By Lisa Halverstadt.
It’s technically illegal to run a business out of a San Diego home if more than one person works there – a fact that unsurprisingly frustrates some local startup CEOs.
Telecommunications giant Qualcomm famously began in Irwin Jacobs’ den. Apple was born in Steve Jobs’Los Altos garage. Startup evangelists often encourage fledgling companies to set their initial roots at home.
San Diego’s municipal code doesn’t allow such ventures. Businesses operating out of San Diego homes must get a permit to include a second employee who works from 8 a.m. to 5 p.m. but that’s all that’s allowed.
San Diego-based startup veteran Olin Hyde was shocked to learn of the city rule earlier this year and complained to the City Council’s economic development subcommittee in March.
In months since, a message has spread across some segments of the local startup community, particularly those working out of houses and apartments: San Diego effectively bans startups while meccas like Austin and the Bay Area roll out the red carpet.
That’s not quite true.
In fact, Austin, San Jose, San Francisco, Palo Alto and Los Altos also bar home businesses with employees.
The details of the rules vary. Austin, for example, allows a second employee without a permit, but such codes are pretty unremarkable.
“This is incredibly common and standard,” said Corey Teague, San Francisco’s assistant zoning administrator. “One of the main reasons zoning code was created in the first place was to adequately separate land uses.”
Namely, Teague said, commercial and residential uses.
Cities don’t want a manufacturing business or a restaurant to sprout up in a neighborhood, or to have a string of cars driving in and out of a cul-de-sac. Such activities might disturb neighbors.
But the rules have ruffled feathers in San Diego, where many startup CEOs say the city hasn’t historically catered to their needs.
“That ordinance reflects the cluelessness of the City Council on what it takes to build a tech ecosystem and the fact that they’re missing opportunities,” Hyde said.
Hyde learned of the regulation during a February meeting with a tech startup co-founder who said his company was mulling a move to the Bay Area. After noting concerns about raising capital in San Diego, the CEO pushed a copy of the ordinance across the table to Hyde.
“He said, ‘Look, it’s illegal for me to start a business in San Diego,’” Hyde recalls.
The startup has yet to flee San Diego but Hyde later circulated a PowerPoint presentation titled “San Diego bans startups” that he displayed during a City Council subcommittee meeting. And in April, he met with City Council President Pro Tem Sherri Lightner, who chairs the economic development committee, to discuss his concerns.
Mo Kantner, a spokeswoman for Lightner, said the councilwoman’s office has been researching the issue and is considering whether to update the rule.
Five months later, Lightner has yet to decide next steps. Any change would require outreach to businesses and community groups, Kantner said.
Mayor Kevin Faulconer is also reviewing the home business rule.
“The mayor’s office supports the growth of entrepreneurship here and it’s something that we’re looking into,” said Faulconer’s press secretary Charles Chamberlayne.
It’s not clear any startups have been booted or even fined as a result of the ordinance, though.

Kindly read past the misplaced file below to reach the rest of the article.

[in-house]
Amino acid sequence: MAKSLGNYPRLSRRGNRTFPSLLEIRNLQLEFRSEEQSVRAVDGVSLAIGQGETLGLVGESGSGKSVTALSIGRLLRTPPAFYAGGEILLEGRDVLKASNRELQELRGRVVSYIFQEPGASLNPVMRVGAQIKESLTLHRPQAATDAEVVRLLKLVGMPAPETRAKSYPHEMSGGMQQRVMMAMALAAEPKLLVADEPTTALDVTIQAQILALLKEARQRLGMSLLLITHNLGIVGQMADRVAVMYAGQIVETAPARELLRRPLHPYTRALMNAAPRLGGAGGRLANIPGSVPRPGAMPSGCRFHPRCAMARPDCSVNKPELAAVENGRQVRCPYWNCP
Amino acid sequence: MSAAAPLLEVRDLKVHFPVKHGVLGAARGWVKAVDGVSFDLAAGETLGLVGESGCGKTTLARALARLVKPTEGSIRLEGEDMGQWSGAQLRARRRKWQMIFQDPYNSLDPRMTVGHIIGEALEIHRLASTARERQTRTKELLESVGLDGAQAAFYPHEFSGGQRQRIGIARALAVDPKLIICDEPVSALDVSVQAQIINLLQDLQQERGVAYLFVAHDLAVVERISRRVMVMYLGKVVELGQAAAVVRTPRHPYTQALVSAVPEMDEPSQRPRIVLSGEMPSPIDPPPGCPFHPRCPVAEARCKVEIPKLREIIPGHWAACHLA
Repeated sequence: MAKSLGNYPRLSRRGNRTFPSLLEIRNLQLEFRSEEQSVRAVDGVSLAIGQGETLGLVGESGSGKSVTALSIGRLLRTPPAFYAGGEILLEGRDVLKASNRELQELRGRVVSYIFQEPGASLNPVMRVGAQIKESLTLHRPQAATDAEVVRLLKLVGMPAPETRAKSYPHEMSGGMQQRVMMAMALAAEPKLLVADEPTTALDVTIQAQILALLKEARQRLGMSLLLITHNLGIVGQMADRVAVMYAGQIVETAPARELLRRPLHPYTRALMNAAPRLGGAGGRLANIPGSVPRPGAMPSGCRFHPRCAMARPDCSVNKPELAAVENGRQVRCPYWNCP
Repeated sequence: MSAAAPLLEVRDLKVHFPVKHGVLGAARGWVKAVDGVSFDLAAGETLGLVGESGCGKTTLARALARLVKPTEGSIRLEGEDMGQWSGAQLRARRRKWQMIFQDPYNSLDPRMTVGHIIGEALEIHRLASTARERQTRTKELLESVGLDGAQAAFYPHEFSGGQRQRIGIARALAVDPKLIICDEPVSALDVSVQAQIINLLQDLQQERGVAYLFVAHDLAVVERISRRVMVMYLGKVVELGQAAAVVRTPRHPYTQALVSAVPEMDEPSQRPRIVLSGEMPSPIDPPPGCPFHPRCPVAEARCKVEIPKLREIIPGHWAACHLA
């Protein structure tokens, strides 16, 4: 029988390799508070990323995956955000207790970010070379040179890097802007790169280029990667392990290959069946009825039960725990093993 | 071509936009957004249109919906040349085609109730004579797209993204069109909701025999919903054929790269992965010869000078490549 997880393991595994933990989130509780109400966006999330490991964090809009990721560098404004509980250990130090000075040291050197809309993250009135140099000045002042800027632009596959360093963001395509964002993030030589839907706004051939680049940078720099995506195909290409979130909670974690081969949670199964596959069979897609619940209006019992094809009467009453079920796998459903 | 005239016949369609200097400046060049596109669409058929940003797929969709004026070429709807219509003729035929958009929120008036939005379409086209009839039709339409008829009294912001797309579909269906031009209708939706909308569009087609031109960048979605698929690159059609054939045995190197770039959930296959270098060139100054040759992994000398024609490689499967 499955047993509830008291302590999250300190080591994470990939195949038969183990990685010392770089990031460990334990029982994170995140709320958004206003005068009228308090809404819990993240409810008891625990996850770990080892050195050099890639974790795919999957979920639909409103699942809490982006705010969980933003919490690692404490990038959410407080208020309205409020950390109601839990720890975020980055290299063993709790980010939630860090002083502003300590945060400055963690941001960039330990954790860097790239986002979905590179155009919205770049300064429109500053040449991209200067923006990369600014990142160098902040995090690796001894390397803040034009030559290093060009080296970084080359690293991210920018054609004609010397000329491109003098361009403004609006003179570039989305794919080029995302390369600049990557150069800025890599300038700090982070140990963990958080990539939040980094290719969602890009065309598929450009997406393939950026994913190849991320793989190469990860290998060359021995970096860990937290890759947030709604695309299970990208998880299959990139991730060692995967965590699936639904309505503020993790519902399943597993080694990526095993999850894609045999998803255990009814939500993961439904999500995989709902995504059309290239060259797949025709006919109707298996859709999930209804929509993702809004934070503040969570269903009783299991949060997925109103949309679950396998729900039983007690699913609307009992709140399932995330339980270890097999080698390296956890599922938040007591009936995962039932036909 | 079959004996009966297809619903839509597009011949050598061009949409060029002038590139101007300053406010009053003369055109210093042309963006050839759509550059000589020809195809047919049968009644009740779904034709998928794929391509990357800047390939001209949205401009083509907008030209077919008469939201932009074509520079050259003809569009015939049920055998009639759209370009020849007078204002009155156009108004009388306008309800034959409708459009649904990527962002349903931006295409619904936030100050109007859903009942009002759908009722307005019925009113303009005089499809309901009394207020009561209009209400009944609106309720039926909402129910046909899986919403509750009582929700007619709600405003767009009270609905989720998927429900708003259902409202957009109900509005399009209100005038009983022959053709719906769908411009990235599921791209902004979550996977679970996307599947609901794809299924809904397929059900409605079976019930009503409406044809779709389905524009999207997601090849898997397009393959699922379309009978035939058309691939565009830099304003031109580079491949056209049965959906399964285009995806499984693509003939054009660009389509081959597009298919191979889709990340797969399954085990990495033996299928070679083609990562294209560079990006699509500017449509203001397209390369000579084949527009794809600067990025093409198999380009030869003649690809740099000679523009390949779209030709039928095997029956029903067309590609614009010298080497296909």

Since last August, the city has opened 180 investigations involving home businesses. The city generally sends a cease and desist warning and then allows violators to appear before a hearing officer before any fines are assessed. The city couldn’t immediately say how many violators, if any, were tied to startups or how many were fined.
The city’s code enforcement strategy is complaint-based so the city officials say they’re unlikely to crack down absent neighborhood concerns.
“Those most likely to get cited usually have a significant impact on a neighborhood,” said David Graham, a deputy chief operating officer who oversees city planning, code enforcement and economic development. “Often it’s a business with a high volume of products out of the home. People get concerned when there are a bunch of cars taking up parking or deliveries occurring at all hours of the night.”
That profile wouldn’t match the traditional tech startup.
Dozens, if not hundreds of them, operate quietly, many of them unaware they’re violating a city rule.
Jimmy Hendricks, CEO of coupon software startup Deal Current, was once a violator.
He and the company’s cofounder once ran an online contest software startup out of their three-bedroom apartment in North Park.
What started as a three-person operation – the two roommates and an intern – grew to include three sales people and a developer.
Voice of San Diego wrote about Hendricks’ company and its North Park headquarters in 2010. Hendricks never heard from city code officers despite the feature story, complete with photos.
The company later moved to an office space in Little Italy.
When VOSD informed Hendricks about the city’s rules, Hendricks said he’d still recommend young startups start their efforts from home.
“When you start a business, you don’t know if it’s going to be successful. You don’t know if you’re going to survive,” Hendricks said. “You just want to get started and starting out of your home seems like the easiest way to get started.”
But Hendricks also doesn’t oppose the city code, or think startups should be worried about it.
“They’re never going to be on the radar until they’re successful,” Hendricks said. “If they’re successful they’re going to get an office.”
Originally posted at Voice of San Diego.